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**Decompositions of manifolds.**
*(English)*
Zbl 0608.57002

Pure and Applied Mathematics, 124. Orlando etc.: Academic Press, Inc., Harcourt Brace Jovanovich, Publishers. XI, 317 p.; $ 55.00; £46.00 (1986).

This is a textbook for a graduate course on (upper semicontinuous) decompositions (or partitions) of manifolds into cell-like compacta, or equivalently, on cell-like mappings on manifolds. Decomposition theory is a vital part of modern geometric topology and its history begins in the early 1920’s (it is associated with the names of R. L. Moore and G. T. Whyburn). So far there has been no systematic treatment of this important subject although in the last decades its methods helped in resolving some of the most challenging problems of geometric topology.

Let us briefly mention some of them: (1) In 1957 R. H. Bing constructed his celebrated dogbone space - a decomposition of \({\mathbb{R}}^ 3\) into points and tame arcs such that the decomposition space is topologically different from \({\mathbb{R}}^ 3\). He then proved that this space is a factor of \({\mathbb{R}}^ 4\) and thus provided the first example of a nonmanifold factor of a Euclidean space. (2) In 1977 R. D. Edwards made a dramatic breakthrough when he obtained a very powerful result which characterizes the cell-like mappings on higher-dimensional manifolds (\(\geq 5)\) that can be approximated by homeomorphisms. As its most important application one gets a beautiful simple characterization of higher-dimensional manifolds in terms of their elementary topological properties by invoking F. S. Quinn’s work on resolutions. (3) Finally, in 1981 M. H. Freedman developed a remarkably elegant classification of simply connected 4- manifolds. Again, one of the key arguments invokes decomposition theory techniques.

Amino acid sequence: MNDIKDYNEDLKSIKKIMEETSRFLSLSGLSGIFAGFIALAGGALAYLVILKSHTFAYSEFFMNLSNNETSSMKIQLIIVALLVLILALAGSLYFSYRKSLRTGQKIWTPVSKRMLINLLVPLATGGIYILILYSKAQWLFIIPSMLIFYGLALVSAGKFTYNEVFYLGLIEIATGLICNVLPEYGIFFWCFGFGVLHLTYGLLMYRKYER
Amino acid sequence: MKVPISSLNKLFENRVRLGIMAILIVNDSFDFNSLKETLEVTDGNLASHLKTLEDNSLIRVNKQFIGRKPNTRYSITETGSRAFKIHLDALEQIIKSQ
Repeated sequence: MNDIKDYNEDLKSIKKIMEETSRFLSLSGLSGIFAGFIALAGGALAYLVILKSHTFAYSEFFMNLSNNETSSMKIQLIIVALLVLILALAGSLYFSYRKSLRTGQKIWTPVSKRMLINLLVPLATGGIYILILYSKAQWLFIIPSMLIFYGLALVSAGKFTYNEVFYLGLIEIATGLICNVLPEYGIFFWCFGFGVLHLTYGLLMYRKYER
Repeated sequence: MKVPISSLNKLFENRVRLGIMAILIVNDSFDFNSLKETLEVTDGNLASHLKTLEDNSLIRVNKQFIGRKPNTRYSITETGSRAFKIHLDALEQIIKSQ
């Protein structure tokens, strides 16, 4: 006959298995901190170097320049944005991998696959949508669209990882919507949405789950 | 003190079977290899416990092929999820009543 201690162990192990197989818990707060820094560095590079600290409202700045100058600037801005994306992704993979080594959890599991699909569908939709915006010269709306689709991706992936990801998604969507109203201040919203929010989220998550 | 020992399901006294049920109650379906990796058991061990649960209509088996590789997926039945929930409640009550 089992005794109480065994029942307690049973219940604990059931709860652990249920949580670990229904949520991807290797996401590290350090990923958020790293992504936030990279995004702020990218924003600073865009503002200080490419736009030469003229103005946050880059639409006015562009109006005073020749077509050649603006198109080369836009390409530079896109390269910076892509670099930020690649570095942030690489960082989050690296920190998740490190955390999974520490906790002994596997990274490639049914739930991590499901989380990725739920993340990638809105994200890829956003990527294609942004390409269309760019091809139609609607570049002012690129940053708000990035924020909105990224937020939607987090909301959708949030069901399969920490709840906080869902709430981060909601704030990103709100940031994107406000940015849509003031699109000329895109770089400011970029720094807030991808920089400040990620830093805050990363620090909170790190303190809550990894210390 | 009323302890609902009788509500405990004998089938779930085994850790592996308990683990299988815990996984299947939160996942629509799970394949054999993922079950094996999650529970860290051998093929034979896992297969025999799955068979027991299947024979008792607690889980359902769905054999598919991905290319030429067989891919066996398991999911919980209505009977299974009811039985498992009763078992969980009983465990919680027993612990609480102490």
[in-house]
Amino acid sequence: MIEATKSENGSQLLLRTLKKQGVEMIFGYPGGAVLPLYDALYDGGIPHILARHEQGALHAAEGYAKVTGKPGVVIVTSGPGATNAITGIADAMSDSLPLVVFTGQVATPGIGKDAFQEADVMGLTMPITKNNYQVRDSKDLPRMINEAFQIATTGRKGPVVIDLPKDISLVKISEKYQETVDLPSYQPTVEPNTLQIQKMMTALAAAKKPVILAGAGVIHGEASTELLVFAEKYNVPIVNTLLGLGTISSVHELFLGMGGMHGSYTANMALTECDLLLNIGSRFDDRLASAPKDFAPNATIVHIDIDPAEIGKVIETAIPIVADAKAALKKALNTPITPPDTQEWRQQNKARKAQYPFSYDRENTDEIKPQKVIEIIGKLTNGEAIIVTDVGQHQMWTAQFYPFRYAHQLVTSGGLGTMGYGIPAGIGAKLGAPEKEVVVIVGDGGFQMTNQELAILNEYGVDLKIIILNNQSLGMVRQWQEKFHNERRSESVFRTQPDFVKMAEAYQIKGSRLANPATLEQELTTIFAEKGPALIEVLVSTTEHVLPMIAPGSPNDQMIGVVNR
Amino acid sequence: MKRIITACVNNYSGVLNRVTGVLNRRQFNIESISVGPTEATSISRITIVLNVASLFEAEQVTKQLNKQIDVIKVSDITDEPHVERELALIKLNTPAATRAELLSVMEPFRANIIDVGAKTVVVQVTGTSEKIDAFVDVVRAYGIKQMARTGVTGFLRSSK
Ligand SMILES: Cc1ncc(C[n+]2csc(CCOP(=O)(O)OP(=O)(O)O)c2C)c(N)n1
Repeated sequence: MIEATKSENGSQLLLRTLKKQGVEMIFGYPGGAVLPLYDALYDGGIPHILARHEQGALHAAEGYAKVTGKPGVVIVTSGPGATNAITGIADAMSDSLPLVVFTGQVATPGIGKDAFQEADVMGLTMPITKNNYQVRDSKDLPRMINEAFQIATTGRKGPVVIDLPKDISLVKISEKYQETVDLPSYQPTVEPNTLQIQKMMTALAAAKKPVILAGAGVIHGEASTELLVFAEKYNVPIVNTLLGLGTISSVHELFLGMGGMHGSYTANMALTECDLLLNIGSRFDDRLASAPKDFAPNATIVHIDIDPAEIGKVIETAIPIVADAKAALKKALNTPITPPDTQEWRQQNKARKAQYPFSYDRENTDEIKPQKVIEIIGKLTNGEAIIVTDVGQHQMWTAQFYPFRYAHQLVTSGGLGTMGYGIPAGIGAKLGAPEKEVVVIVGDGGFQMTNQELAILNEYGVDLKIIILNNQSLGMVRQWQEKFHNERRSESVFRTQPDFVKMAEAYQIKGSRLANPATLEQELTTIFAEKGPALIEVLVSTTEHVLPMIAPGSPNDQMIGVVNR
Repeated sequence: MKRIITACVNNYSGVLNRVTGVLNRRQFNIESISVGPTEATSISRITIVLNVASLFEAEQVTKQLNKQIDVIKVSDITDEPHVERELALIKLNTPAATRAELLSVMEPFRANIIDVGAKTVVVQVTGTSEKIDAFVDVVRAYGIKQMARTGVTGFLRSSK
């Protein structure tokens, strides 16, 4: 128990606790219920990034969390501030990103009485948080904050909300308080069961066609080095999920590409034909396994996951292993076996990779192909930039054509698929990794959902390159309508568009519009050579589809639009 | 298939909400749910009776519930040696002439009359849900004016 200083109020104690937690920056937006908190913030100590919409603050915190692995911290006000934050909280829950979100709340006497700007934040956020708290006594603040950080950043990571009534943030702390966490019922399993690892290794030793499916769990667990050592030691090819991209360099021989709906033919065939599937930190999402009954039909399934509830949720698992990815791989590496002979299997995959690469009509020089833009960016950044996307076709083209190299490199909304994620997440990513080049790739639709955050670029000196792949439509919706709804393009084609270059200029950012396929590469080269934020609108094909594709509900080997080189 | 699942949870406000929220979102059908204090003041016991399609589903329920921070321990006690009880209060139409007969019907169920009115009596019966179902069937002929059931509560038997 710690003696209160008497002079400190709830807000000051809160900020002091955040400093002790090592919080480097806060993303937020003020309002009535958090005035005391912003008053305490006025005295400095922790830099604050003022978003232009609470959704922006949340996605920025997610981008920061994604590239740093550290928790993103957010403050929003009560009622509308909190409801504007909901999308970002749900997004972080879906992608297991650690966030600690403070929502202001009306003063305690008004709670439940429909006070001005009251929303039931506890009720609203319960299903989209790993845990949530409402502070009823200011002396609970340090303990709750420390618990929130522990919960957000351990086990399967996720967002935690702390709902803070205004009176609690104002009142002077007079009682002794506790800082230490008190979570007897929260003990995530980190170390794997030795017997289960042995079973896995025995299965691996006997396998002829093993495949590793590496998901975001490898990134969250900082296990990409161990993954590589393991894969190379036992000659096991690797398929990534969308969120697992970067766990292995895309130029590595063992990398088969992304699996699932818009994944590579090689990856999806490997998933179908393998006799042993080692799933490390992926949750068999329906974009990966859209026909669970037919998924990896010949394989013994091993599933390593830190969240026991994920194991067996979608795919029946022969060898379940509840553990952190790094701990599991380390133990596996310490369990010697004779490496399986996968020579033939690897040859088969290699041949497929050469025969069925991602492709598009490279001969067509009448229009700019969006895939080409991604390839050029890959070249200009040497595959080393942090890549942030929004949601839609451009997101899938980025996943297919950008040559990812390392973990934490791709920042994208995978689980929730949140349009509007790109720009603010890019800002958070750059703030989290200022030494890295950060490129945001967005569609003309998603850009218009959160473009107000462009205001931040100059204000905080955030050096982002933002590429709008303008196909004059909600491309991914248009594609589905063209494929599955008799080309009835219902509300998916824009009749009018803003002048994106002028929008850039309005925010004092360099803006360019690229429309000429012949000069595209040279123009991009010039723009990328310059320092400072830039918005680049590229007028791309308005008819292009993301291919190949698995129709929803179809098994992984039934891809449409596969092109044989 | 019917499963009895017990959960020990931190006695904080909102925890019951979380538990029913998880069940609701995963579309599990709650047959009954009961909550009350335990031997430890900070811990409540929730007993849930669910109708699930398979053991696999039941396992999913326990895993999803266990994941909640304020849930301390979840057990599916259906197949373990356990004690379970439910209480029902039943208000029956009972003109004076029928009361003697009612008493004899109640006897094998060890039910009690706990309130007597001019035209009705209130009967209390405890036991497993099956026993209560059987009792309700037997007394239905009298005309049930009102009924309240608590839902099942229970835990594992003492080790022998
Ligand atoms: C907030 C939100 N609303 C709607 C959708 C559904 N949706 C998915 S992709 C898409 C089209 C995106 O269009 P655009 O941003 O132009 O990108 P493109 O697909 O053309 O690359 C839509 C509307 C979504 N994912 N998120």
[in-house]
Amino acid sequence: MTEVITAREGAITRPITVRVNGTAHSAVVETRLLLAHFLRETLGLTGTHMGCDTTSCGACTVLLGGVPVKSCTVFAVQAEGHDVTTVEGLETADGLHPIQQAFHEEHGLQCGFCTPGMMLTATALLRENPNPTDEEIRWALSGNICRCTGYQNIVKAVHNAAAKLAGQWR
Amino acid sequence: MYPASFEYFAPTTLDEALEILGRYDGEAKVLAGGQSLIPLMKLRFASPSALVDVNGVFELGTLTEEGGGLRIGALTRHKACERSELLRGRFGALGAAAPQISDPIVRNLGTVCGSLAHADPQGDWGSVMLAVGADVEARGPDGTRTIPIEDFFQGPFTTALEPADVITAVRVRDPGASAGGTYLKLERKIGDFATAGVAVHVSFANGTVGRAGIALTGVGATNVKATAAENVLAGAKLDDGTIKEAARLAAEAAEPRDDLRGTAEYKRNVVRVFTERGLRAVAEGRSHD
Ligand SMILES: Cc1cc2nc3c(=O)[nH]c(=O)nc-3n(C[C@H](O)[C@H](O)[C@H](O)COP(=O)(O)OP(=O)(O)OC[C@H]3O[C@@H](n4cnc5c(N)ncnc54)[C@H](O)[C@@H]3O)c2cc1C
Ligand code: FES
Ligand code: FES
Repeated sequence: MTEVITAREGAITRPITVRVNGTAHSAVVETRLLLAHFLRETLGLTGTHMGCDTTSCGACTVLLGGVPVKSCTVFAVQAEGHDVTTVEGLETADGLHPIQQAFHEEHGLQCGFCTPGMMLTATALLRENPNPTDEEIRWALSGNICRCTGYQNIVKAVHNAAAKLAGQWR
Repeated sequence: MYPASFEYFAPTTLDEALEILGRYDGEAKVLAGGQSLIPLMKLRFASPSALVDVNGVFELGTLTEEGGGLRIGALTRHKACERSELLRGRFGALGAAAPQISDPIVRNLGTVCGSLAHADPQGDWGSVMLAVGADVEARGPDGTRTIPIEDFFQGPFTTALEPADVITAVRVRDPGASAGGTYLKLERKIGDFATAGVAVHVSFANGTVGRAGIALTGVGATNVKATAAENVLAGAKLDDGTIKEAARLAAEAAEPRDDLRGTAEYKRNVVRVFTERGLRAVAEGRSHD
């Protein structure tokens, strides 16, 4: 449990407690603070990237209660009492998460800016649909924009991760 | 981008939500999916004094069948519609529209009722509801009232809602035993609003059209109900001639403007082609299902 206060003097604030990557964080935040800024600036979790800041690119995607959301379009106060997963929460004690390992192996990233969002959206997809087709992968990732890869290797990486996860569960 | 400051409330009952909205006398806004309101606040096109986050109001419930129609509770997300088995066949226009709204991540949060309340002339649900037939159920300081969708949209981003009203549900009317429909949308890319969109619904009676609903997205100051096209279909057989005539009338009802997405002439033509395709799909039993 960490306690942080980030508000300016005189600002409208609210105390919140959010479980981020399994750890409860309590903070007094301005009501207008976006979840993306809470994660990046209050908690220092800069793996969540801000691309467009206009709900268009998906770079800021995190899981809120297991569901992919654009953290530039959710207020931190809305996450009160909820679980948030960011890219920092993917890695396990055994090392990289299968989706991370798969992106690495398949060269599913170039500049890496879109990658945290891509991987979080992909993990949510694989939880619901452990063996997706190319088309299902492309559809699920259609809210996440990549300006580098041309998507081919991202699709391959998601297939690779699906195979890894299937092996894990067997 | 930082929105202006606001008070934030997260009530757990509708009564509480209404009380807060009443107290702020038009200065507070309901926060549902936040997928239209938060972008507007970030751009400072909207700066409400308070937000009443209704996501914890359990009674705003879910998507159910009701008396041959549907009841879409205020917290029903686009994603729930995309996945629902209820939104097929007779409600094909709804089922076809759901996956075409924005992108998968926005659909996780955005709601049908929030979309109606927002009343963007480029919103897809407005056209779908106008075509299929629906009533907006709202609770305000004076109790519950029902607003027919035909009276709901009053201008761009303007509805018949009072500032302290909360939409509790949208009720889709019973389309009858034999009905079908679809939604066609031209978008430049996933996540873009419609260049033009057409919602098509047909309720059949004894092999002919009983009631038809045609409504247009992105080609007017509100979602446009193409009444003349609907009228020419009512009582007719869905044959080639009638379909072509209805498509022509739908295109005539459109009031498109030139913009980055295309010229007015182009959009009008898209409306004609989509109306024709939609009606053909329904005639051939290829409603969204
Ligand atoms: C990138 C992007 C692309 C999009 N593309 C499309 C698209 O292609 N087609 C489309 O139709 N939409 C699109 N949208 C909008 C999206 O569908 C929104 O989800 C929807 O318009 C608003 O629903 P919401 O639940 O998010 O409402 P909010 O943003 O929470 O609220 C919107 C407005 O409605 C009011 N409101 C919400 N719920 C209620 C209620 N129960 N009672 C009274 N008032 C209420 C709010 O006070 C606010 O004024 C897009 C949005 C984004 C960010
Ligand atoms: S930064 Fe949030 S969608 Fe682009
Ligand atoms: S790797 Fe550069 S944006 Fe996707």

The author is one of the most active people working in decomposition theory and with over 80 publications he has a very distinguished record in this and related areas. He has an excellent teaching reputation and in his many lectures he has demonstrated a wide knowledge of the various techniques in geometric topology, many of which he has invented. He is unusually adept at distinguishing the main theme from the many other thoughts and ideas and in communicating this to his audience. He started to work on this book about a decade ago and he has spent several years organizing and systematizing the subject of cell-like decompositions. Its preliminary version was circulated among his colleagues and many of us used it in class - with great success.

The book starts with basic terminology and explores the elementary properties of decompositions. After a quick overview of monotone decompositions it enters into a study of various notions of shrinkability and eventually proves them to be equivalent. It then presents Bing’s shrinking criterion, by now a classical device for recognizing the (non)singular nature of cell-like quotients of manifolds. Its power is illustrated with several examples - this is a nice account of Bing topology.

After a technical chapter, devoted to the study of properties by the typical decompositions, comes the proof of the fundamental result of manifold decomposition theory, Edwards’ cell-like approximation theorem and its many applications, mostly to the products of decomposition spaces with the real line or with another such space. Included is also a description of spinning, a very useful method for generating decompositions of higher-dimensional manifolds. In the sequel, many pathological, i.e. nonshrinkable cellular decompositions are constructed (such exist in dimensions \(\geq 4\) only). The book concludes with applications of decomposition theory to the rest of geometric topology. Throughout the text there are exercises, problems and questions, ranging from simple to quite challenging.